NYC Psychotherapist Blog

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Saturday, January 6, 2018

How to Recommend Psychotherapy to a Friend

Recommending psychotherapy to a friend can be a sensitive issue.  While it's true that seeing a psychotherapist no longer has the same stigma that it used to have, especially in New York City, there are still many myths and misconceptions about therapy. There are still people who think that that going to therapy means you're "weak" or "crazy"  (see my articles: Common Myths About Psychotherapy: Going to Therapy Means You're "Weak"Common Myths About Psychotherapy: Therapy Takes a Long Time and Common Myths About Psychotherapy: Therapy is "All Talk and No Action."

How to Recommend Psychotherapy to a Friend

So, if you have a friend that you think could benefit from psychotherapy and you know your friend might be offended by the suggestion that s/he go to therapy, you need to proceed with sensitivity and tact and find the right time and way to approach your friend.

Suggestions For Emergency Situations
Take Action in an Emergency:
The suggestions that I'm offering below are for non-emergency situations.  If your friend is threatening to hurt him or herself or someone else, don't minimize your friend's threats.  You need to get your friend immediate help by either calling 911 or bringing your friend to a hospital emergency room.

Suggestions For Non-Emergency Situations
  • Start By Listening and Finding Out What Your Friend Needs:  If your friend confides in you that s/he has been anxious or depressed and s/he's not suicidal or homicidal, you need to start by listening.  In some cases, your friend might just want emotional support.  S/he might just need you to listen.  You can let your friend know that you're available to listen and provide emotional support.  In other cases, your friend might need more than just emotional support.  S/he might need help from a licensed mental health professional.
  • Normalize Your Friend's Problem (if possible): Sometimes people feel that there's something wrong with them because they have a particular problem.  It's often a relief to them to hear that you and many other people have struggled with the same type of problem.  It can help your friend to feel less ashamed.  So, to the extent that you can, try to normalize your friend's problem by telling him or her if you can relate to the problem.  If you've never experienced this type of problem, be as empathetic as possible to show your friend that you care.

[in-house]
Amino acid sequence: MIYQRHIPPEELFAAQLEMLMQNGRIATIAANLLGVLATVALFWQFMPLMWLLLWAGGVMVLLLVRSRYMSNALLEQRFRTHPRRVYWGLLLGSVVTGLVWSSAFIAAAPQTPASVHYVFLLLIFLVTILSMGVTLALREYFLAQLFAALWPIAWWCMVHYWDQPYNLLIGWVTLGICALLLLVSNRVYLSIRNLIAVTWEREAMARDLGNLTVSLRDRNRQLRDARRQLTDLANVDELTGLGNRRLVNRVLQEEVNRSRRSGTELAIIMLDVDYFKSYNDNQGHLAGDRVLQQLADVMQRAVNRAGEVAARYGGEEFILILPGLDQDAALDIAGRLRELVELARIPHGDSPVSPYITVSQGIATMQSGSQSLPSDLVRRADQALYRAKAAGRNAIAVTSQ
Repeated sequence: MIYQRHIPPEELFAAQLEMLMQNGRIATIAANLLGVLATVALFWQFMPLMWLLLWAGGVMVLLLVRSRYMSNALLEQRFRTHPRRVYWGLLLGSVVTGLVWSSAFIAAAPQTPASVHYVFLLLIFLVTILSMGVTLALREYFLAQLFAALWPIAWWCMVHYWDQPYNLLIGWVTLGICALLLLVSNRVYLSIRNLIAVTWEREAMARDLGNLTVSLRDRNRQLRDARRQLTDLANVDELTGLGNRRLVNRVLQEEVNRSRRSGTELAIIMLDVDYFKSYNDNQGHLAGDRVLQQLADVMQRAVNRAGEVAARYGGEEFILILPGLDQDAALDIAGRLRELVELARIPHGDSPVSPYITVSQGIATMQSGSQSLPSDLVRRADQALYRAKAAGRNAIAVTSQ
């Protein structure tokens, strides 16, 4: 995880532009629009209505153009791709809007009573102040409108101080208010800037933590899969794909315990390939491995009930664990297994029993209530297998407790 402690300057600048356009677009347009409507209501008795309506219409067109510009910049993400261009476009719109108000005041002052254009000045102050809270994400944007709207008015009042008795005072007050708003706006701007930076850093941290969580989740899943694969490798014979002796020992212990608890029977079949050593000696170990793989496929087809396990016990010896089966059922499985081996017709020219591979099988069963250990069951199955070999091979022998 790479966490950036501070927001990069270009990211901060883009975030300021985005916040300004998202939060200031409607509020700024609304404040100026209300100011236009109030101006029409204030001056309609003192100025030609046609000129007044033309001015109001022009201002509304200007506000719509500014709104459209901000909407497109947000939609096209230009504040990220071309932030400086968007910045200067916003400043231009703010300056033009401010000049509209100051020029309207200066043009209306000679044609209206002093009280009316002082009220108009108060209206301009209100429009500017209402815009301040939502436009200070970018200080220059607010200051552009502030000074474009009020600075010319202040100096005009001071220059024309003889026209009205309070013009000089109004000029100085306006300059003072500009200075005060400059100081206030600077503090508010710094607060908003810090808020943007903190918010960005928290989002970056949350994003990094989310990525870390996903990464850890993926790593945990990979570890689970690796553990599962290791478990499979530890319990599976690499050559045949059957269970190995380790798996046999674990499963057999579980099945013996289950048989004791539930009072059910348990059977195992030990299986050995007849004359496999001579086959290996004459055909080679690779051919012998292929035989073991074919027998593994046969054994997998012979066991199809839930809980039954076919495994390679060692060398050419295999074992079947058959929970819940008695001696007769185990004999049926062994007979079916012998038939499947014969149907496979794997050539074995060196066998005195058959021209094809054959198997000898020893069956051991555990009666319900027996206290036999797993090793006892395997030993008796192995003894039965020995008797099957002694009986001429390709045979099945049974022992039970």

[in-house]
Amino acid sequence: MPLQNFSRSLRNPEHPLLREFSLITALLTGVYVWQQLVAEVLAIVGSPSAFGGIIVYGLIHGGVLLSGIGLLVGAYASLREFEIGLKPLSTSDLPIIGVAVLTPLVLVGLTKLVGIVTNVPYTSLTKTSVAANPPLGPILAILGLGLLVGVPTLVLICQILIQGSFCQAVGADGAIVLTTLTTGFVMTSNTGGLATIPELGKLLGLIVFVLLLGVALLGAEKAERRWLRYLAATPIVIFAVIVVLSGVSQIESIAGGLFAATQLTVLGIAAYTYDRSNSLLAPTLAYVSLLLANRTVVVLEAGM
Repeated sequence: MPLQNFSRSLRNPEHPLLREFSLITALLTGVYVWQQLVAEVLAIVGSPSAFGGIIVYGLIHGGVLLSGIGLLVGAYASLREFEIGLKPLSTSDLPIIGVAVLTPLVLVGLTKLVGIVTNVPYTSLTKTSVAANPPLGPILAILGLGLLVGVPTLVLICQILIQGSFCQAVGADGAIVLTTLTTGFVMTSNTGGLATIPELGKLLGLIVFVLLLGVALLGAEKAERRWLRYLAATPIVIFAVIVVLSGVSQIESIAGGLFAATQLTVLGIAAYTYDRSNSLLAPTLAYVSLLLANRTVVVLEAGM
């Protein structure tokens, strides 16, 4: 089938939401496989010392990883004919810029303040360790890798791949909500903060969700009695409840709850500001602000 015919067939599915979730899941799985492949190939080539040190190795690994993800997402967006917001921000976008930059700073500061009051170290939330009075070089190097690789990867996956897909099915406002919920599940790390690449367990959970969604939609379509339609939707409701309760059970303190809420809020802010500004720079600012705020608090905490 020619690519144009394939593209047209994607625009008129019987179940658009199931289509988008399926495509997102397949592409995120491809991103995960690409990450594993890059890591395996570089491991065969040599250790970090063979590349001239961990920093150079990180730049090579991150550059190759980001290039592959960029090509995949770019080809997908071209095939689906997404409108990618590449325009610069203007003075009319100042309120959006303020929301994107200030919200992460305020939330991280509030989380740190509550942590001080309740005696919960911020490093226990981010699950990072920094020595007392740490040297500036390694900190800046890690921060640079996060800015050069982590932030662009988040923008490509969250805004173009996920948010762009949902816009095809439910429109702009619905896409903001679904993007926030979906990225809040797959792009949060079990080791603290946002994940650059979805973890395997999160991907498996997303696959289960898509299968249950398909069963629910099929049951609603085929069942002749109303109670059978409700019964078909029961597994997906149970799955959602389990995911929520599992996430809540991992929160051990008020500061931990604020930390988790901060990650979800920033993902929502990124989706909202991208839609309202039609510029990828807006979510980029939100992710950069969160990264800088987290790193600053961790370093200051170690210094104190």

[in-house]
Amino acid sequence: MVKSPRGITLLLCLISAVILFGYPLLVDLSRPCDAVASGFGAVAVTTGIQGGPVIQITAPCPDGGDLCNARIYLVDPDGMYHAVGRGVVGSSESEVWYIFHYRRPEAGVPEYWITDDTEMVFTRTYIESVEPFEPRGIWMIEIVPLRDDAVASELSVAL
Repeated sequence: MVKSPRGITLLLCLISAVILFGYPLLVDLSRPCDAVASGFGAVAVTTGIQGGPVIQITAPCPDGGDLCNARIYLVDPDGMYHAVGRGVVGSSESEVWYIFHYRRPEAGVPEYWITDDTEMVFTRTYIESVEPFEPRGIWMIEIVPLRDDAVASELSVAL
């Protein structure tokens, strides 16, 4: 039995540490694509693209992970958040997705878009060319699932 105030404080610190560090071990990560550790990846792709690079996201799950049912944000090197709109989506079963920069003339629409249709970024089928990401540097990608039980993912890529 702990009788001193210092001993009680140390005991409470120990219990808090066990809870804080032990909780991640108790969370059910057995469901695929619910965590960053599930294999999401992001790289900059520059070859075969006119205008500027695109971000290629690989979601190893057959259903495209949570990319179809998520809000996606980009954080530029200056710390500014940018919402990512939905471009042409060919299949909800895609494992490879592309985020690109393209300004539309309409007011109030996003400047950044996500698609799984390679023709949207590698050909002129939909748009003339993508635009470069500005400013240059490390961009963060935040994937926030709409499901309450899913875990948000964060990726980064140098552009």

• Ask Questions About What Your Friend Has Already Done to Resolve the Problem:  If your friend is open to therapy then there's no problem.  You're not going to risk alienating him or her with a recommendation that s/he attend psychotherapy.  The trickier situation is when a friend has misconceptions about psychotherapy and would be insulted if you suggested it.  In a situation where you think your friend would be offended by a suggestion to go to therapy, you could start by asking your friend what s/he has already tried to resolve the problem.  Very often, people with longstanding problems have tried many different things before they consider psychotherapy.  Someone who has tried many different ways to resolve a problem might be more open to considering psychotherapy.
  • Talk About Your Experiences in Therapy:  After you listen to your friend describe his or her efforts to resolve the problem, you could talk about your experiences and how it helped you, if you feel comfortable doing this.  Knowing that a close friend was or is in therapy helps people to feel more comfortable with the idea of going to therapy themselves.
  • Talk About the Benefits of Going to Therapy:  After you describe how therapy helped you, you could also talk about the benefits of going to therapy and address the misconceptions that your friend has (see my article: The Benefits of Psychotherapy).
  • Help Your Friend With Suggestions About How to Get Started in Therapy:  If your friend is open to the idea of giving therapy a try, but s/he doesn't know where to start, you could tell him or her that a primary care doctor or health insurance can provide a referral.  Your friend can also find out from other friends if they would recommend a particular psychotherapist.  You can stress to your friend that s/he just needs to take it one step at a time.  The first step would be going to a consultation with a psychotherapist, which does not obligate your friend to continue.  The consultation would be an appointment with a therapist to talk about the problem in a broad way, ask questions, and to see if s/he feels comfortable with the therapist.  Your friend can also have consultations with a few psychotherapists before choosing one (see my article: How to Choose a Psychotherapist).
  • Be a Good Friend:  If your friend isn't open to considering psychotherapy at this point in time,  don't push it.  If you push it, your friend might be less likely to get help.  You can just let him or her know that you're available to continue the conversation at another time.  Your friend might need time to absorb the information that you've provided, so let him or her know that you're open to continue the dialogue.  Your role as a friend isn't to convince your friend to go to therapy.  Your role is to be a good friend who listens, provides emotional support and psychoeducation about psychotherapy to the best of your ability.

About Me
I am a licensed NYC psychotherapist, hypnotherapist, EMDR and Somatic Experiencing therapist who works with individual adults and couples (see my article: see my article: The Therapeutic Benefits of Integrative Psychotherapy).

To find out more about me, visit my website: Josephine Ferraro, LCSW - NYC Psychotherapist.

To set up a consultation, call me at (917) 742-2624 during regular business hours or email me.